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NetBSD 6.1.5 - man page for stat (netbsd section 1)

STAT(1) 			   BSD General Commands Manual				  STAT(1)

     stat, readlink -- display file status

     stat [-FLnq] [-f format | -l | -r | -s | -x] [-t timefmt] [file ...]
     readlink [-fnqsv] [file ...]

     The stat utility displays information about the file pointed to by file.  Read, write, or
     execute permissions of the named file are not required, but all directories listed in the
     pathname leading to the file must be searchable.  If no argument is given, stat displays
     information about the file descriptor for standard input.

     When invoked as readlink, only the target of the symbolic link is printed.  If the given
     argument is not a symbolic link and the -f option is not specified, readlink will print
     nothing and exit with an error.  If the -f option is specified, the output is canonicalized
     by following every symlink in every component of the given path recursively.  readlink will
     resolve both absolute and relative paths, and return the absolute pathname corresponding to
     file.  In this case, the argument does not need to be a symbolic link.

     The information displayed is obtained by calling lstat(2) with the given argument and evalu-
     ating the returned structure.  The default format displays the st_dev, st_ino, st_mode,
     st_nlink, st_uid, st_gid, st_rdev, st_size, st_atime, st_mtime, st_ctime, st_birthtime,
     st_blksize, st_blocks, and st_flags fields, in that order.

     The options are as follows:

     -F 	   As in ls(1), display a slash ('/') immediately after each pathname that is a
		   directory, an asterisk ('*') after each that is executable, an at sign ('@')
		   after each symbolic link, a percent sign ('%') after each whiteout, an equal
		   sign ('=') after each socket, and a vertical bar ('|') after each that is a
		   FIFO.  The use of -F implies -l.

     -f format	   Display information using the specified format.  See the FORMATS section for a
		   description of valid formats.

     -L 	   Use stat(2) instead of lstat(2).  The information reported by stat will refer
		   to the target of file, if file is a symbolic link, and not to file itself.

     -l 	   Display output in ls -lT format.

     -n 	   Do not force a newline to appear at the end of each piece of output.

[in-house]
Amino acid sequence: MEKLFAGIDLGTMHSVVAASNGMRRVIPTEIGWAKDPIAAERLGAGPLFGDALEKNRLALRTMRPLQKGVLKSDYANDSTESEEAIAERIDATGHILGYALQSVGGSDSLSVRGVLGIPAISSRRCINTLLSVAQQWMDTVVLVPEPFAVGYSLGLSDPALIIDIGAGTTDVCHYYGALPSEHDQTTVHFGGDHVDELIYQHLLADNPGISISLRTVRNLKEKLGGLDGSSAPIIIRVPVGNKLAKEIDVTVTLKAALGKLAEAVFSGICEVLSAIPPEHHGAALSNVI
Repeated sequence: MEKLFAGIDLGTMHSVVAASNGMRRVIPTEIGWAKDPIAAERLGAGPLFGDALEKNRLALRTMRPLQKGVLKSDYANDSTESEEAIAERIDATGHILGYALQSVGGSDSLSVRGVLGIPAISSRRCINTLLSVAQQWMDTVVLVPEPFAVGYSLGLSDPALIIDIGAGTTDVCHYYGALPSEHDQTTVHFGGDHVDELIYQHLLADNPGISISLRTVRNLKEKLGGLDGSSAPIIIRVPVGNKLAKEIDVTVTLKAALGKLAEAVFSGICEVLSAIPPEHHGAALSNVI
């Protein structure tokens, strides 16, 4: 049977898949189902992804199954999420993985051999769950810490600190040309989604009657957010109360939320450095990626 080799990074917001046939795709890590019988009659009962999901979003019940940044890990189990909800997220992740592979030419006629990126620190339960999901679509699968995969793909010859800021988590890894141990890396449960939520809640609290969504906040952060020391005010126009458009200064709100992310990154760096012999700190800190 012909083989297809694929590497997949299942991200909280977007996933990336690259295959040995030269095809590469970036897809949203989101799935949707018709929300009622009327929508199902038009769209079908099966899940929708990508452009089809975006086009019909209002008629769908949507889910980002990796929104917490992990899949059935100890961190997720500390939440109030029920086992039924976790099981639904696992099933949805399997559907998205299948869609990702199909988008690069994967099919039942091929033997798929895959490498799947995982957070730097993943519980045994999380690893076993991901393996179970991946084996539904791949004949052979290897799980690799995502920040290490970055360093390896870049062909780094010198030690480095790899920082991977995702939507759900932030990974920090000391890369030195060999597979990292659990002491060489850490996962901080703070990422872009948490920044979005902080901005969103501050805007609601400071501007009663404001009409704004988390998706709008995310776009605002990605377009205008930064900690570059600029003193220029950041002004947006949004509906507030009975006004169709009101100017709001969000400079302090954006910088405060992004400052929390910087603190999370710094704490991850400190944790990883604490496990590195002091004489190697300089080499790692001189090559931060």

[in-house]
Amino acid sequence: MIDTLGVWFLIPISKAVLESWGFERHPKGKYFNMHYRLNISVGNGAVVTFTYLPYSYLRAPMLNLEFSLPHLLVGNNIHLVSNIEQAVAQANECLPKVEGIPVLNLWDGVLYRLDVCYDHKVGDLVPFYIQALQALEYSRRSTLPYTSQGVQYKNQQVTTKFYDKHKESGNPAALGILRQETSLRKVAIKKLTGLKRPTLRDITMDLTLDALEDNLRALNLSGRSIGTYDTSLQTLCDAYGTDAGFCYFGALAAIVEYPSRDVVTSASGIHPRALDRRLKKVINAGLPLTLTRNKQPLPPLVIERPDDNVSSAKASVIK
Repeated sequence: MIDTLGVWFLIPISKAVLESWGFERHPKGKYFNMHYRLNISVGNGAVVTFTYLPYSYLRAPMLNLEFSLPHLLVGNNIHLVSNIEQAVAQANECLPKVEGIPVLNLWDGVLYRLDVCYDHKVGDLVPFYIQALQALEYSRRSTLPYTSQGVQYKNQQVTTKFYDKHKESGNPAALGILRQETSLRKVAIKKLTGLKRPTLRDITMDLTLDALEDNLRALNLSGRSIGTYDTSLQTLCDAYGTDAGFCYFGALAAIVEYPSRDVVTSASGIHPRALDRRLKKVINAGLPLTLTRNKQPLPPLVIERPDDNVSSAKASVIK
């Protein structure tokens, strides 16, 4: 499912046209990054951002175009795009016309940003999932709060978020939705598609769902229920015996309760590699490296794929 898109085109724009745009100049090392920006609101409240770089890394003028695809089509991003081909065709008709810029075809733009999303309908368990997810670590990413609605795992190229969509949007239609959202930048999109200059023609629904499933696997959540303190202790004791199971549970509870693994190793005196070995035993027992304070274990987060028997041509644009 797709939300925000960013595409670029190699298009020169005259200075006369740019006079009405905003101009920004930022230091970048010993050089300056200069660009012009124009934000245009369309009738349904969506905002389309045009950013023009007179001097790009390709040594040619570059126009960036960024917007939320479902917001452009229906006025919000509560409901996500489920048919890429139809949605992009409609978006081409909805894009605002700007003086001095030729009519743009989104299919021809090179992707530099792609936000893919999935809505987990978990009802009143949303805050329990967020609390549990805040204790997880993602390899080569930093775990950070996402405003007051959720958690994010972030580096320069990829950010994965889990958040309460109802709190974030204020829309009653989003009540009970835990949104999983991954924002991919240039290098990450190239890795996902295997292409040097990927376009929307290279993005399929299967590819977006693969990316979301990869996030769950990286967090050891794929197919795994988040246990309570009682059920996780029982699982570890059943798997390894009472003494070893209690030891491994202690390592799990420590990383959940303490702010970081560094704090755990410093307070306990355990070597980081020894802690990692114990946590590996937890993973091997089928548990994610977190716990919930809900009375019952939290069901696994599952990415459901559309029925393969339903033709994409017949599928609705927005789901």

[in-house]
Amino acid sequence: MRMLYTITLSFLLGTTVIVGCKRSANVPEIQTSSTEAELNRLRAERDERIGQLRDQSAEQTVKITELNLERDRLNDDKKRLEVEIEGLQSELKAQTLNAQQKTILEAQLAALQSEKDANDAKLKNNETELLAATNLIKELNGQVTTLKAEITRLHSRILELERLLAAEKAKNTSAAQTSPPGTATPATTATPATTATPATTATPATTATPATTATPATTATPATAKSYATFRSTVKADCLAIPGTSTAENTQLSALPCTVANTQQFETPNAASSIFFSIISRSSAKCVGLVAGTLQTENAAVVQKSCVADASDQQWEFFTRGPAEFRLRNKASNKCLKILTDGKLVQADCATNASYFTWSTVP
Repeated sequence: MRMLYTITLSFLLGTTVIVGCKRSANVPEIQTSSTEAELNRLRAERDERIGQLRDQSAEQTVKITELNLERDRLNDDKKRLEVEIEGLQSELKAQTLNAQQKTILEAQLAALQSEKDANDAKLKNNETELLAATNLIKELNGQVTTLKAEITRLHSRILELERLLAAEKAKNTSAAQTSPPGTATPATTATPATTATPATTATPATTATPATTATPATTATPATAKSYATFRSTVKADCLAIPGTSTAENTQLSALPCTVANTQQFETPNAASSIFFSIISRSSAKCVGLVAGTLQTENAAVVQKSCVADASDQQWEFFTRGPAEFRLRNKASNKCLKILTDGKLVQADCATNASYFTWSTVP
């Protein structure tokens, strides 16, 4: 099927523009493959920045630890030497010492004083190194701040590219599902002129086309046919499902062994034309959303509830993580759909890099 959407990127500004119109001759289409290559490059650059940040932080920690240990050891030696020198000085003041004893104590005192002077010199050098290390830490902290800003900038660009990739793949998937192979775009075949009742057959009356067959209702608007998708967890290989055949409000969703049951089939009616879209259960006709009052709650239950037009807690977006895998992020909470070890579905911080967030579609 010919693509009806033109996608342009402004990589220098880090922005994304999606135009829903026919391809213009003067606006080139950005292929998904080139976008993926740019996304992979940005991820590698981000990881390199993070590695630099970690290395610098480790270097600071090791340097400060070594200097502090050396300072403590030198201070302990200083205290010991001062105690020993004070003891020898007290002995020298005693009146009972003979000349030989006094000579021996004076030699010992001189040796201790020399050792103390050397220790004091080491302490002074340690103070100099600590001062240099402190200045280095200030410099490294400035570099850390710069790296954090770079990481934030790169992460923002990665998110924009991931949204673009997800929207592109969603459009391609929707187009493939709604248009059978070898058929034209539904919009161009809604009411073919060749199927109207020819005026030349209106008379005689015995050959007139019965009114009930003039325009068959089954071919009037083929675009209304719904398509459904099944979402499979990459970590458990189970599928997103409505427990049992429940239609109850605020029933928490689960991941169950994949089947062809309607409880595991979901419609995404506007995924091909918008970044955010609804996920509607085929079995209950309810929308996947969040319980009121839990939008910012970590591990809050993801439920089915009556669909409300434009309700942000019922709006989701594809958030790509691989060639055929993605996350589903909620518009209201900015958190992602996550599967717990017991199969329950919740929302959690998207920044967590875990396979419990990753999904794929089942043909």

-q 	   Suppress failure messages if calls to stat(2) or lstat(2) fail.  When run as
		   readlink, error messages are automatically suppressed.

     -r 	   Display raw information.  That is, for all the fields in the stat-structure,
		   display the raw, numerical value (for example, times in seconds since the
		   epoch, etc.)

     -s 	   Display information in ``shell output'', suitable for initializing variables.
		   When run as readlink, suppress error messages.

     -t timefmt    Display timestamps using the specified format.  This format is passed directly
		   to strftime(3).

     -v 	   Turn off quiet mode.

     -x 	   Display information in a more verbose way as known from some Linux distribu-

     Format strings are similar to printf(3) formats in that they start with %, are then followed
     by a sequence of formatting characters, and end in a character that selects the field of the
     struct stat which is to be formatted.  If the % is immediately followed by one of n, t, %,
     or @, then a newline character, a tab character, a percent character, or the current file
     number is printed, otherwise the string is examined for the following:

     Any of the following optional flags:

     #	     Selects an alternate output form for string, octal and hexadecimal output.  String
	     output will be encoded in vis(3) style.  Non-zero octal output will have a leading
	     zero.  Non-zero hexadecimal output will have ``0x'' prepended to it.

     +	     Asserts that a sign indicating whether a number is positive or negative should
	     always be printed.  Non-negative numbers are not usually printed with a sign.

     -	     Aligns string output to the left of the field, instead of to the right.